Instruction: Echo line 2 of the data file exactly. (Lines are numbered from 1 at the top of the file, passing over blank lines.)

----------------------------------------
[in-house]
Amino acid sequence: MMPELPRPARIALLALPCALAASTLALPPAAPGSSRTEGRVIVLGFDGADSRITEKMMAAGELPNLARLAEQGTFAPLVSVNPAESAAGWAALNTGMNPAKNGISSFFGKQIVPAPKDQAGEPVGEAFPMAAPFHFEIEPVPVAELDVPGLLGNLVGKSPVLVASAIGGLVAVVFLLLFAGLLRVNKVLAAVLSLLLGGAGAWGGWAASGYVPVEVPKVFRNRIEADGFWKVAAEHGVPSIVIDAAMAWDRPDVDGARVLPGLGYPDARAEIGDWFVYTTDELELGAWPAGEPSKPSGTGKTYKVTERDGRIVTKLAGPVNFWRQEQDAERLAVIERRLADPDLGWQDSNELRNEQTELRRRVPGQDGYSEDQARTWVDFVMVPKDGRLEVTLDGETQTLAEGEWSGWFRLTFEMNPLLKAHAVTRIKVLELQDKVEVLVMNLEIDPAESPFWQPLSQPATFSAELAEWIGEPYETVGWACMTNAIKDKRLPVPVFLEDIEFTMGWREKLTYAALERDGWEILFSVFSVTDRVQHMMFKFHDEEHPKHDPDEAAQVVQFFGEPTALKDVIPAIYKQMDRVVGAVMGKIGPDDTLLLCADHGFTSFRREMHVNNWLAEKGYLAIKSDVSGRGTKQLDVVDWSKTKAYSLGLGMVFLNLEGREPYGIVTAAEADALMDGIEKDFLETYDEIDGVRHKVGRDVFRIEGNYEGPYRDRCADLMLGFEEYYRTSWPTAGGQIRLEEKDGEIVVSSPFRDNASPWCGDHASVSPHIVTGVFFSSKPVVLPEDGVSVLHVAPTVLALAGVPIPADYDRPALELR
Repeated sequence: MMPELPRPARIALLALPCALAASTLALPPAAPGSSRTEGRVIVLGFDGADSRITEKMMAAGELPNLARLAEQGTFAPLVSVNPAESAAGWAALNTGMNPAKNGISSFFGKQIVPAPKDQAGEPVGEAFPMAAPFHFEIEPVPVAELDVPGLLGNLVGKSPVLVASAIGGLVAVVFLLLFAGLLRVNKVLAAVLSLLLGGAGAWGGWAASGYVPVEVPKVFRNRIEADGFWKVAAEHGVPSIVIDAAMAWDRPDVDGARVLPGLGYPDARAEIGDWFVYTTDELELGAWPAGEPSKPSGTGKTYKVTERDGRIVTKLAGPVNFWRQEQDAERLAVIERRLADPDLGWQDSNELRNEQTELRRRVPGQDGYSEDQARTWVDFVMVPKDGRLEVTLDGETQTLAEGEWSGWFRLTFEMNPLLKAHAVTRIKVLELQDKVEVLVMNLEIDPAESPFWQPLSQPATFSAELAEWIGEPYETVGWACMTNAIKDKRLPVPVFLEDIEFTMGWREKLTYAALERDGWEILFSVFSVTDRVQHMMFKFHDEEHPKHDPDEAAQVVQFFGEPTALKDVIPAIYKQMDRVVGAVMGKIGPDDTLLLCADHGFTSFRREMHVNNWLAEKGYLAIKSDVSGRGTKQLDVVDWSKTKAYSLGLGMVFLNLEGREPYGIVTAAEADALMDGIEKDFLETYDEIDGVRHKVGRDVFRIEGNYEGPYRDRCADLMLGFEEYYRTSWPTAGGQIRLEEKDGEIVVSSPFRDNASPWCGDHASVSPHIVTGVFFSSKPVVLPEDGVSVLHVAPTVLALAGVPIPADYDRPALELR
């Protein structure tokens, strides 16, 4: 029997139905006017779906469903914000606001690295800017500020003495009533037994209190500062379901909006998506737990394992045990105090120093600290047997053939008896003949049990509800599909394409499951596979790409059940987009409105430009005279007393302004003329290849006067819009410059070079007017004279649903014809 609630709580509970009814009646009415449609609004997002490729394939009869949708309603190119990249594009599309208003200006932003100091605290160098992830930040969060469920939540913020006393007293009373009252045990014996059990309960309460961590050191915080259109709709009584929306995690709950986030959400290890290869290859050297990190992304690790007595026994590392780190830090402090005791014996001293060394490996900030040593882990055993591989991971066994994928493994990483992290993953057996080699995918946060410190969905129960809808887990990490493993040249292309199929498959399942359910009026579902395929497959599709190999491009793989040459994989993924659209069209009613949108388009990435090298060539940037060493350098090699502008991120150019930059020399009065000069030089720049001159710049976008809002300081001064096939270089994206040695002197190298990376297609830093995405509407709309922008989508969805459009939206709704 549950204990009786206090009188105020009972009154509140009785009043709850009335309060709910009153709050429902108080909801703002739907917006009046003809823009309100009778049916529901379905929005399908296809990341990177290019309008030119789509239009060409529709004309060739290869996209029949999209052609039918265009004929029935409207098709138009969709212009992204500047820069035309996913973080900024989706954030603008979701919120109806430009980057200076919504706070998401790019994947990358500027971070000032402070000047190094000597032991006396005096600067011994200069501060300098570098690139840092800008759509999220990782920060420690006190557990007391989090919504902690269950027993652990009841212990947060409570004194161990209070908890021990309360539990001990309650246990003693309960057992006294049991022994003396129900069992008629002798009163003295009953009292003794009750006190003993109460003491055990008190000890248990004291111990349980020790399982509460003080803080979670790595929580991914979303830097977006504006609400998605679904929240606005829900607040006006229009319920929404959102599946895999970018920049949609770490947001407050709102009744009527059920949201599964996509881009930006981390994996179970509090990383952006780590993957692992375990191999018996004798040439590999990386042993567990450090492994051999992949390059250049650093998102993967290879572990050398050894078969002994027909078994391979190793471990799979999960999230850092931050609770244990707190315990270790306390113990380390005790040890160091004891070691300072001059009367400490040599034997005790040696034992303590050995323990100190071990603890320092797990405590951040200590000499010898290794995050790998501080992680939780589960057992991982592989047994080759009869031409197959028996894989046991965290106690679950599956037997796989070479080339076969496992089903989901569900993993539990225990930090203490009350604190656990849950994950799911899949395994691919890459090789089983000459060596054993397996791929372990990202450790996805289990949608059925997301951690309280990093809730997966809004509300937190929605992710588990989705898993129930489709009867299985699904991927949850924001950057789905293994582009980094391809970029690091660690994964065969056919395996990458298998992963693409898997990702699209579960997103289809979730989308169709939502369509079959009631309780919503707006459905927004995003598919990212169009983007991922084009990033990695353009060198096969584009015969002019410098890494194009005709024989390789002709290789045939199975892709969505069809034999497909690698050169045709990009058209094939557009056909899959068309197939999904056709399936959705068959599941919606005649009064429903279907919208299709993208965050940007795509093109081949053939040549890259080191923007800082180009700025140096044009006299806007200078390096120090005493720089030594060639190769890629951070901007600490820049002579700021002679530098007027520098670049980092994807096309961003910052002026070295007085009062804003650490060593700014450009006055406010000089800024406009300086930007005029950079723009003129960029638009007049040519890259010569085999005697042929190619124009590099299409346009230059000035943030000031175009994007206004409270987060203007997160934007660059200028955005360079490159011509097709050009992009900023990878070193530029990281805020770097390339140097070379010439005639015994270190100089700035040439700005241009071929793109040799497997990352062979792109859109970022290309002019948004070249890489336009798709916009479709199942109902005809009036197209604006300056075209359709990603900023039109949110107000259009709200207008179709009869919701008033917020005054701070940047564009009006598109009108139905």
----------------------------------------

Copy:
Amino acid sequence: MMPELPRPARIALLALPCALAASTLALPPAAPGSSRTEGRVIVLGFDGADSRITEKMMAAGELPNLARLAEQGTFAPLVSVNPAESAAGWAALNTGMNPAKNGISSFFGKQIVPAPKDQAGEPVGEAFPMAAPFHFEIEPVPVAELDVPGLLGNLVGKSPVLVASAIGGLVAVVFLLLFAGLLRVNKVLAAVLSLLLGGAGAWGGWAASGYVPVEVPKVFRNRIEADGFWKVAAEHGVPSIVIDAAMAWDRPDVDGARVLPGLGYPDARAEIGDWFVYTTDELELGAWPAGEPSKPSGTGKTYKVTERDGRIVTKLAGPVNFWRQEQDAERLAVIERRLADPDLGWQDSNELRNEQTELRRRVPGQDGYSEDQARTWVDFVMVPKDGRLEVTLDGETQTLAEGEWSGWFRLTFEMNPLLKAHAVTRIKVLELQDKVEVLVMNLEIDPAESPFWQPLSQPATFSAELAEWIGEPYETVGWACMTNAIKDKRLPVPVFLEDIEFTMGWREKLTYAALERDGWEILFSVFSVTDRVQHMMFKFHDEEHPKHDPDEAAQVVQFFGEPTALKDVIPAIYKQMDRVVGAVMGKIGPDDTLLLCADHGFTSFRREMHVNNWLAEKGYLAIKSDVSGRGTKQLDVVDWSKTKAYSLGLGMVFLNLEGREPYGIVTAAEADALMDGIEKDFLETYDEIDGVRHKVGRDVFRIEGNYEGPYRDRCADLMLGFEEYYRTSWPTAGGQIRLEEKDGEIVVSSPFRDNASPWCGDHASVSPHIVTGVFFSSKPVVLPEDGVSVLHVAPTVLALAGVPIPADYDRPALELR